Noting that at their press conference, Trump “spent more time criticizing the Democrats and asking about the Democratic server than he did criticizing Russia and asking about the GRU,” Wallace segued into theories on why Trump is so reluctant to annoy Putin. Does the Russian leader have “kompromat” on him, or is it that “as a skilled politician and former KGB officer, you know how to play him. You use phrases like ‘fake news’ and ‘deep state.’”

Putin brushed off Trump’s bizarrely deferential behavior, saying two leaders don’t travel to a bilateral summit just to insult each other. Then he claimed that Trump the real estate mogul and TV host wasn’t important enough to warrant videotaping his activities with prostitutes.

PUTIN: I don’t want to insult President Trump when I say this — and I may come as rude — but before he announced that he will run for presidency, he was of no interest for us … He was a rich person, but, well, there’s plenty of rich persons in the United States. He was in the construction business. He organized the beauty pageants. But no, it would never occur to anyone that he would think of running for president.

Funnily enough, this was one of the few points where Trump slightly contradicted Putin in his Hannity interview. Even when parroting a Russian talking point meant to disprove the existence of the pee tape, Trump had to point out he was a particularly successful businessman at the time of the alleged taping.

TRUMP: You know many years ago when I was there, what was it 13, 14, a long time ago, he said there were many, many businesspeople there. In all fairness, I was a very successful businessman, but I was one of a lot of people. And one thing you know, if they had it, it would have been out.

Wallace Confronts Putin on Threatening to Nuke Florida

Wallace asked Putin about one rare occasion when Trump reportedly did get upset at the Russian leader: when he released a propaganda video back in March that showed Russian nukes hitting Florida, near Trump’s beloved Mar-a-Lago.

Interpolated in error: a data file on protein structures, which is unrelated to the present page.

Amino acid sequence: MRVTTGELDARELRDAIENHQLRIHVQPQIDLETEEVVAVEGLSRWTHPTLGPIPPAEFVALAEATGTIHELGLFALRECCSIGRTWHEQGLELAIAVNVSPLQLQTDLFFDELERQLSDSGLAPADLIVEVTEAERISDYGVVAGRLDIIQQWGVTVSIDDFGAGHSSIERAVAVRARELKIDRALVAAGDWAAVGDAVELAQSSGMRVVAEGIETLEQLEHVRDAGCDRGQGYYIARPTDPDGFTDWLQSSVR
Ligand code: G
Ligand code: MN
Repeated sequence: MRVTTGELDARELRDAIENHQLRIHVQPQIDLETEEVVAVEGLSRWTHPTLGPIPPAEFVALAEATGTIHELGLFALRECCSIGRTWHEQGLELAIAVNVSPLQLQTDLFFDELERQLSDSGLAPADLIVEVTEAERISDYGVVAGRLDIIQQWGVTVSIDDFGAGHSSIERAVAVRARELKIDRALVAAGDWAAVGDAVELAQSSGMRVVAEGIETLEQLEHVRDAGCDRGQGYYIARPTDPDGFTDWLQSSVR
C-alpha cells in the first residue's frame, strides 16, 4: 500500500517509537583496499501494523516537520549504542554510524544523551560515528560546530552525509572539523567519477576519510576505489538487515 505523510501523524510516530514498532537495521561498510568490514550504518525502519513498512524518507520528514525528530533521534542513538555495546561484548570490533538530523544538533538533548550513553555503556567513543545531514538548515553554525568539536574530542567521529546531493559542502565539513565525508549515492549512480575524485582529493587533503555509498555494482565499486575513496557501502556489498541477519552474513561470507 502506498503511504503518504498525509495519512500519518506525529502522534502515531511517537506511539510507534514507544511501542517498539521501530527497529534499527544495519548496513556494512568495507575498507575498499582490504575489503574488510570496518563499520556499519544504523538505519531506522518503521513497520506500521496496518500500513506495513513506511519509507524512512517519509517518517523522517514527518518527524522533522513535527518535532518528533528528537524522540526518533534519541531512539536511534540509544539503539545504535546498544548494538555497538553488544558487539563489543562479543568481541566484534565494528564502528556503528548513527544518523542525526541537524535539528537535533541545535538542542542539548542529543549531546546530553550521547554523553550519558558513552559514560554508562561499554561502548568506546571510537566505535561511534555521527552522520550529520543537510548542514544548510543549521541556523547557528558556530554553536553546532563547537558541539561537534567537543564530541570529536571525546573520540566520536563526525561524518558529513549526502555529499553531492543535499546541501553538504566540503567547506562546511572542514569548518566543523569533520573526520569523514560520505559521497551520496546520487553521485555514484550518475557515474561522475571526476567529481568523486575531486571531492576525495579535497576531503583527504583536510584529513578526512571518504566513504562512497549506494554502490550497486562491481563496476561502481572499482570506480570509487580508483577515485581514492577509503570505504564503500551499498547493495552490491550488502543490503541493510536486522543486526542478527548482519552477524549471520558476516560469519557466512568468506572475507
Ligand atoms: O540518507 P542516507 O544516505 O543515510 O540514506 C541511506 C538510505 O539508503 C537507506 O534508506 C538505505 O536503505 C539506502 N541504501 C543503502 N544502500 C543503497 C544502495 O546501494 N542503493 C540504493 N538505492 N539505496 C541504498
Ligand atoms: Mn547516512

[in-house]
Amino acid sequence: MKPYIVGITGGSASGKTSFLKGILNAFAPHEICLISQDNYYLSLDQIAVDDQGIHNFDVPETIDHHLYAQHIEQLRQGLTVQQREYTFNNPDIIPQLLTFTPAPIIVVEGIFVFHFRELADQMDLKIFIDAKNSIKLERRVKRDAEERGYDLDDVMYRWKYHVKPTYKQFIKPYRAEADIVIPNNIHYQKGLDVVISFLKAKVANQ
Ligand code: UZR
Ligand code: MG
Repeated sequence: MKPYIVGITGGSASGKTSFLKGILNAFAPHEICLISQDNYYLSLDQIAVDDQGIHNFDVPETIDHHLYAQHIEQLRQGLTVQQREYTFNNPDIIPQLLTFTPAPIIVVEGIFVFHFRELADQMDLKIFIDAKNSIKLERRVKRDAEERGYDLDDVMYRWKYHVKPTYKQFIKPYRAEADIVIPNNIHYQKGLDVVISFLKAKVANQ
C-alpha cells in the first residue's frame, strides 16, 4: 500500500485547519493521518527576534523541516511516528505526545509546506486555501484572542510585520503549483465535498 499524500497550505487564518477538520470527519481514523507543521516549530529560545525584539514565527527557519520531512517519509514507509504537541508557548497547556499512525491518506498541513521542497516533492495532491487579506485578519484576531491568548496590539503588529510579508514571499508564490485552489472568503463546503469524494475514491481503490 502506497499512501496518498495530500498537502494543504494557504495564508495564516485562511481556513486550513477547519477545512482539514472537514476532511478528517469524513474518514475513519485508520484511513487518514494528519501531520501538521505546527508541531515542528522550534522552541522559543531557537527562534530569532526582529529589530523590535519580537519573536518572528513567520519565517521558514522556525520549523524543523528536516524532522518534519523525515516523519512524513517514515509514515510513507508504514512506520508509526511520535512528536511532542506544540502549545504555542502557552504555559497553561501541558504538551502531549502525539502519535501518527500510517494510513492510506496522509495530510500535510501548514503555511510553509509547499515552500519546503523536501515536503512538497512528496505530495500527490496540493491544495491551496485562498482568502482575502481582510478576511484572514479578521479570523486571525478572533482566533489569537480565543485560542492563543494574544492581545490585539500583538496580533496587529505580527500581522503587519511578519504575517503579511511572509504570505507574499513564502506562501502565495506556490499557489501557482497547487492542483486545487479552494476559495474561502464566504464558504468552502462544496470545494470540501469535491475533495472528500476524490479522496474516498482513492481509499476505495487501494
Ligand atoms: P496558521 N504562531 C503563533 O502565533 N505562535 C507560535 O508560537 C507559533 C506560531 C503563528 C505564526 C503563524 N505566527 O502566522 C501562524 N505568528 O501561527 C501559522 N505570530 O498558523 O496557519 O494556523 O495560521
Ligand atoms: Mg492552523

Putin claimed there’s no indication that the target is the United States because there was no caption (the land just looked exactly like a map of the Florida coast).

PUTIN: As far as the footage is concerned, well, they did not specify that it — the missile is about to hit the United States. You have to look at it more carefully. Secondly —

WALLACE: It shows Florida —

PUTIN: It — that was not signed “Florida.” There was not a caption saying “Florida.” They could — take a more careful look at it. There was never a caption, “Florida.”

WALLACE: No, but you can see it on the map.

PUTIN: It was flying over the eastern coast of — no, no, no, it couldn’t be seen on the map. Just take a closer look, and don’t try to scare your population with make-believe threats. And now — I’m pretty sure I can give you as a present this footage.

Putin Compares Murdering His Critics to JFK and MLK Assassinations

Toward the end of the interview, Wallace asked “Why is it that so many of the people who oppose Vladimir Putin end up dead, or close to it?” He pointed to former Russian spy Sergei Skripal, political opponent Boris Nemtsov, and investigative journalist Anna Politkovskaya.

“Well, first of all, all of us have plenty of political rivals. I’m pretty sure President Trump has plenty of political rivals,” Putin answered.

Wallace shot back: “But they don’t end up dead.”

“Haven’t presidents been killed in the United States?” Putin said. “Have you forgotten about — well, has [President John F.] Kennedy been killed in Russia or in the United States? Or [Dr. Martin Luther] King? What — and what happens to the clashes between police and, well, civil society, and some – several ethnic groups? Well, that’s something that happens on the U.S. soil. All of us have our own set of domestic problems.”

5 Tense Moments From Putin’s Fox News Grilling